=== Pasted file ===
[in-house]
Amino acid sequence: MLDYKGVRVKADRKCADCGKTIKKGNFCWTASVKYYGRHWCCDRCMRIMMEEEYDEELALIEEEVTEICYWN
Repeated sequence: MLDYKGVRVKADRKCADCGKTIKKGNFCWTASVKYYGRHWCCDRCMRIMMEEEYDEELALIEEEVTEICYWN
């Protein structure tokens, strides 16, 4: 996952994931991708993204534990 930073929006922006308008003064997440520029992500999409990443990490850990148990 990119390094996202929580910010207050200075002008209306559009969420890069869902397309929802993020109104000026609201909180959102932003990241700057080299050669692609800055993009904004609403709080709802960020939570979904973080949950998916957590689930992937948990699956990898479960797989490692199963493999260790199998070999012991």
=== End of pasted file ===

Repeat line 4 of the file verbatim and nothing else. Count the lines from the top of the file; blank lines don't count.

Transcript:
């Protein structure tokens, strides 16, 4: 996952994931991708993204534990 930073929006922006308008003064997440520029992500999409990443990490850990148990 990119390094996202929580910010207050200075002008209306559009969420890069869902397309929802993020109104000026609201909180959102932003990241700057080299050669692609800055993009904004609403709080709802960020939570979904973080949950998916957590689930992937948990699956990898479960797989490692199963493999260790199998070999012991």